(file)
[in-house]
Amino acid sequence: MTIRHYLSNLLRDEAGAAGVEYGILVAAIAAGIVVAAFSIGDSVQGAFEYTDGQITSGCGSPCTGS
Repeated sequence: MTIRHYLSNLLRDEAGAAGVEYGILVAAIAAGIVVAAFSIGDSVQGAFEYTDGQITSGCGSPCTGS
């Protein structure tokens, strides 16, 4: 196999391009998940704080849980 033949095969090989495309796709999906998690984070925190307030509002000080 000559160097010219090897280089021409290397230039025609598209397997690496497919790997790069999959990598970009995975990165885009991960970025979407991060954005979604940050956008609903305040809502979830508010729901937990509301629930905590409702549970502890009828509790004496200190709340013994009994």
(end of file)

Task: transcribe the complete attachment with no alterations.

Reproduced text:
[in-house]
Amino acid sequence: MTIRHYLSNLLRDEAGAAGVEYGILVAAIAAGIVVAAFSIGDSVQGAFEYTDGQITSGCGSPCTGS
Repeated sequence: MTIRHYLSNLLRDEAGAAGVEYGILVAAIAAGIVVAAFSIGDSVQGAFEYTDGQITSGCGSPCTGS
């Protein structure tokens, strides 16, 4: 196999391009998940704080849980 033949095969090989495309796709999906998690984070925190307030509002000080 000559160097010219090897280089021409290397230039025609598209397997690496497919790997790069999959990598970009995975990165885009991960970025979407991060954005979604940050956008609903305040809502979830508010729901937990509301629930905590409702549970502890009828509790004496200190709340013994009994």